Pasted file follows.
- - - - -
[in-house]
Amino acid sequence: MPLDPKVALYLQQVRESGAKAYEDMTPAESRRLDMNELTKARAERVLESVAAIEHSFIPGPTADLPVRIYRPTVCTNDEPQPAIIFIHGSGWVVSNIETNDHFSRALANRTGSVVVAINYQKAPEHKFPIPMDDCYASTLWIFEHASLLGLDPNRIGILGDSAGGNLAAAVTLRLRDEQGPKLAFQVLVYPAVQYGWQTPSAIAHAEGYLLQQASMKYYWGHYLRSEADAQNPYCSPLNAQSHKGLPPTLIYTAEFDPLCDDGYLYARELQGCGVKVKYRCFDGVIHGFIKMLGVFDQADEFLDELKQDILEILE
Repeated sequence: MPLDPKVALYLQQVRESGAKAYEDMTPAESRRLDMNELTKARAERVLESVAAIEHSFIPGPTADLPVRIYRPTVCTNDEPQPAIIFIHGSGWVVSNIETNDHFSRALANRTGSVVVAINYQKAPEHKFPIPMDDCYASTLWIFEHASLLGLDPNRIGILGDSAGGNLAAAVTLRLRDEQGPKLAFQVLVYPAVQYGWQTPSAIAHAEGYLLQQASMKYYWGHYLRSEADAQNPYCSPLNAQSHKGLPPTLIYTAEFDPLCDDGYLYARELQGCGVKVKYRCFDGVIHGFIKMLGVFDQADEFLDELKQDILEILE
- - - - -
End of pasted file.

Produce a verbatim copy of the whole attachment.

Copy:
[in-house]
Amino acid sequence: MPLDPKVALYLQQVRESGAKAYEDMTPAESRRLDMNELTKARAERVLESVAAIEHSFIPGPTADLPVRIYRPTVCTNDEPQPAIIFIHGSGWVVSNIETNDHFSRALANRTGSVVVAINYQKAPEHKFPIPMDDCYASTLWIFEHASLLGLDPNRIGILGDSAGGNLAAAVTLRLRDEQGPKLAFQVLVYPAVQYGWQTPSAIAHAEGYLLQQASMKYYWGHYLRSEADAQNPYCSPLNAQSHKGLPPTLIYTAEFDPLCDDGYLYARELQGCGVKVKYRCFDGVIHGFIKMLGVFDQADEFLDELKQDILEILE
Repeated sequence: MPLDPKVALYLQQVRESGAKAYEDMTPAESRRLDMNELTKARAERVLESVAAIEHSFIPGPTADLPVRIYRPTVCTNDEPQPAIIFIHGSGWVVSNIETNDHFSRALANRTGSVVVAINYQKAPEHKFPIPMDDCYASTLWIFEHASLLGLDPNRIGILGDSAGGNLAAAVTLRLRDEQGPKLAFQVLVYPAVQYGWQTPSAIAHAEGYLLQQASMKYYWGHYLRSEADAQNPYCSPLNAQSHKGLPPTLIYTAEFDPLCDDGYLYARELQGCGVKVKYRCFDGVIHGFIKMLGVFDQADEFLDELKQDILEILE